• First, we should do the things He did! (Obey His Father’s Commands)
  • Second, we should do them how He instructed us. (With Love for God and For Others)
Isn’t that just Legalism?

Legalism is a constant fear in the modern church — so much so that we nearly reject obedience altogether. And that is precisely where, I believe, we’ve gone wrong. We fear legalism at the expense of becoming law-abiding citizens of the Kingdom. We’ve stepped full on into lawlessness and being led by our woefully deceitful hearts, because avoiding legalism at all costs has become the mantra of the church.

When you spend time in His Word, it becomes clearer that God desires obedience very much. But just like I as a parent desire my children to obey me because they love me, respect me, and know that I have their best interests at heart, so God wants our obedience in the same way.

Legalism says we obey because we have to, to earn something, or to prove something. Loving obedience says, I choose to obey, because you love me and I love you and I know you want what is best for me.

A loving Father doesn’t then turn around and disown His children when they make a mistake, or even when they choose to do what is wrong for a time. That is ridiculous! Yet, that is the very argument I hear often at churches and from believers. “If you break just one commandment, you’re guilty of breaking them all and will be doomed to hell.”

Can’t I Just Love God My Own Way?

This is a really interesting question and one I asked, as well. Chapman’s book seems to indicate that when we try to love others with our own love language as opposed to theirs, we miss the mark. We fail to love them in a way that speaks love to them.

For example, when my husband chooses to love me by hugging me really tight in the kitchen, I may not feel loved. Now, if he washes the dishes? That screams love to me. When I speak encouraging words, he feels loved by me, but when I make the bed, he may not even notice. So, yes, it matters.

God loves when we show we love Him through gifts or service or praise, but he would rather have obedience. He said so. You could say obedience is God’s primary language.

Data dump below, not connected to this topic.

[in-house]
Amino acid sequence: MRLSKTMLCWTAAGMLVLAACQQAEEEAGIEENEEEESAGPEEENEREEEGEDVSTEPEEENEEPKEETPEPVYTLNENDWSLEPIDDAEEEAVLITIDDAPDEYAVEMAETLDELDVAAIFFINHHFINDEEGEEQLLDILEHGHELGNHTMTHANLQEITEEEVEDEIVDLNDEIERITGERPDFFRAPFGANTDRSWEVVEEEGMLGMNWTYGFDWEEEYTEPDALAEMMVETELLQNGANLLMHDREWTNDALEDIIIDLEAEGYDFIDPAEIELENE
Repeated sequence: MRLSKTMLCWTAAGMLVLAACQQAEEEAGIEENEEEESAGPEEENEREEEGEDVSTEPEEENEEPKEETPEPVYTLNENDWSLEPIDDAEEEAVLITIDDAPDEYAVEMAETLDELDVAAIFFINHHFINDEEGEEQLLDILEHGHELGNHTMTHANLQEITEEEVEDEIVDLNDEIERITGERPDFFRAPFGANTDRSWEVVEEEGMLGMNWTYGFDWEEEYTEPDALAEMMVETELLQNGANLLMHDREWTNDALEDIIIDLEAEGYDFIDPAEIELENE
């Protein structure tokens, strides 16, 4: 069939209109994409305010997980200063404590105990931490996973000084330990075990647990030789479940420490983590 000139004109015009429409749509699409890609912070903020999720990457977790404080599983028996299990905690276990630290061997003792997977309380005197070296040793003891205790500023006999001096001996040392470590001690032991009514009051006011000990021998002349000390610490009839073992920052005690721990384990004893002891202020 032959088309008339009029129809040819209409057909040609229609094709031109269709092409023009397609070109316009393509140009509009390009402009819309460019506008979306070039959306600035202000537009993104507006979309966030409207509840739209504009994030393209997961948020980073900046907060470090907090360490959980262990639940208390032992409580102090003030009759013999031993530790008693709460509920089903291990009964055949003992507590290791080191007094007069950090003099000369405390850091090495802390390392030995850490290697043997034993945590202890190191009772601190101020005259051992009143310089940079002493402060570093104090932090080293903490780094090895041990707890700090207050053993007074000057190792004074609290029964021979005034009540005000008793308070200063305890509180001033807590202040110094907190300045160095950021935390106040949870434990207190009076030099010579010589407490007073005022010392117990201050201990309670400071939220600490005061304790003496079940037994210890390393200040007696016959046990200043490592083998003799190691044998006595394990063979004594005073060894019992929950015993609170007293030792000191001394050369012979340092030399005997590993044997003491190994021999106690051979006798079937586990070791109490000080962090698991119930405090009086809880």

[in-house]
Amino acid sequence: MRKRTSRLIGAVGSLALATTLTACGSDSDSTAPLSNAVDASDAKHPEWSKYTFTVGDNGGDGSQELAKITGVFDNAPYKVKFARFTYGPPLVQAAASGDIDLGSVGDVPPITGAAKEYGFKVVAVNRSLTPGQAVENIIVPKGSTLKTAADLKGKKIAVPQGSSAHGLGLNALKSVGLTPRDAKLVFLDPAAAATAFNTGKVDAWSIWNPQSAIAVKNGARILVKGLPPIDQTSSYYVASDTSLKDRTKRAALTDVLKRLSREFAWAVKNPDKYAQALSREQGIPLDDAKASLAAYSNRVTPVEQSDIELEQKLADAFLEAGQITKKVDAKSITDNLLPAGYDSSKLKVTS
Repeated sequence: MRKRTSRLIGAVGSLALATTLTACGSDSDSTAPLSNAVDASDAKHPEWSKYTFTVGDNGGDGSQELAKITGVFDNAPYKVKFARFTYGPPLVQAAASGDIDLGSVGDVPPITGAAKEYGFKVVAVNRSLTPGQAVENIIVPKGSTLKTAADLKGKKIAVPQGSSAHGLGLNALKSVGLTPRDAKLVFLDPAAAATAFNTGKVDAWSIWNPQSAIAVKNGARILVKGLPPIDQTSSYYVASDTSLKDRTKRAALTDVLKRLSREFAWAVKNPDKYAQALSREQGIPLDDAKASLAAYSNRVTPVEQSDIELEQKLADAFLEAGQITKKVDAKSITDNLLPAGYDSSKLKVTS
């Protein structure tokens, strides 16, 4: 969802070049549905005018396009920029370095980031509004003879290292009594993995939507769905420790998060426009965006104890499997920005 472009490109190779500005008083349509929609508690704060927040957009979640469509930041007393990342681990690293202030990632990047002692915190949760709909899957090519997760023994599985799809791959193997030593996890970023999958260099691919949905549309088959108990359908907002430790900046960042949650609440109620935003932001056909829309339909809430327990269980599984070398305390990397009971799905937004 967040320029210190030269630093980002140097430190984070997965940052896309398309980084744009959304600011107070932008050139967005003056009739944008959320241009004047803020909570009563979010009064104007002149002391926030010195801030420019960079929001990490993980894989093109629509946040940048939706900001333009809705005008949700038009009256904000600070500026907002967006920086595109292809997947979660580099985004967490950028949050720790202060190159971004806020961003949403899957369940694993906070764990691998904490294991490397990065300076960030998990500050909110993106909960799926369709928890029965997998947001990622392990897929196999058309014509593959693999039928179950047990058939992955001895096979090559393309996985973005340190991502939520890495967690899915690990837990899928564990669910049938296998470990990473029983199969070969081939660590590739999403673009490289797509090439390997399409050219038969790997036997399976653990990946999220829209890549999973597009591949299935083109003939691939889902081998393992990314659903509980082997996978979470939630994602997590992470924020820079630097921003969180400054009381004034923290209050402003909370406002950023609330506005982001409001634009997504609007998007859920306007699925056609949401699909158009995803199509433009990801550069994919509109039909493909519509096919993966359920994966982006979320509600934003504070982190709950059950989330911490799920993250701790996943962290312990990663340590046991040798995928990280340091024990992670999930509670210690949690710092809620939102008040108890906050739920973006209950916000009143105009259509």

is Obedience a Sixth Love Language in Marriage?

I know we are getting into even touchier areas here, and I’d like to preface this by clarifying that I ain’t got this down yet! Obeying my husband, submitting even, is a daily, moment-by-moment battle for me, and I suspect most women, but it’s not one I’m willing to give up on.

I would argue that the same love language of obedience applies to marriage, as much as we don’t like it. In fact, in spite of how cringe-worthy it seems in the 21st century, “To love, honor and obey…” used to be standard marriage vows, replaced by the word submit, and then later removed altogether from most couple’s marriage vows.

Obey is a scary word in an independence-driven culture. It can be even scarier when you don’t trust another human, even your spouse, to do the right thing and make the right choice. Yet even when the results are uncertain and pride tells us to do our own thing, we have to fight our own will and choose obedience out of love. 

That is because, when we are in the world, around people who know we are married as evidenced by our wedding rings, our behavior reflects on our husbands, whether we like it or not. If my husband has asked me to dress conservatively, but I wear short shorts and crop tops whenever he isn’t around, it will reflect badly on him. Not just me. If I behave outrageously or spitefully, word of it might get back to him, but people’s perception of our whole family will persist either way. If I go on a spending spree without his knowledge or approval, financial consequences will happen to both of us. In a marriage, we become one, and our behavior reflects on each other.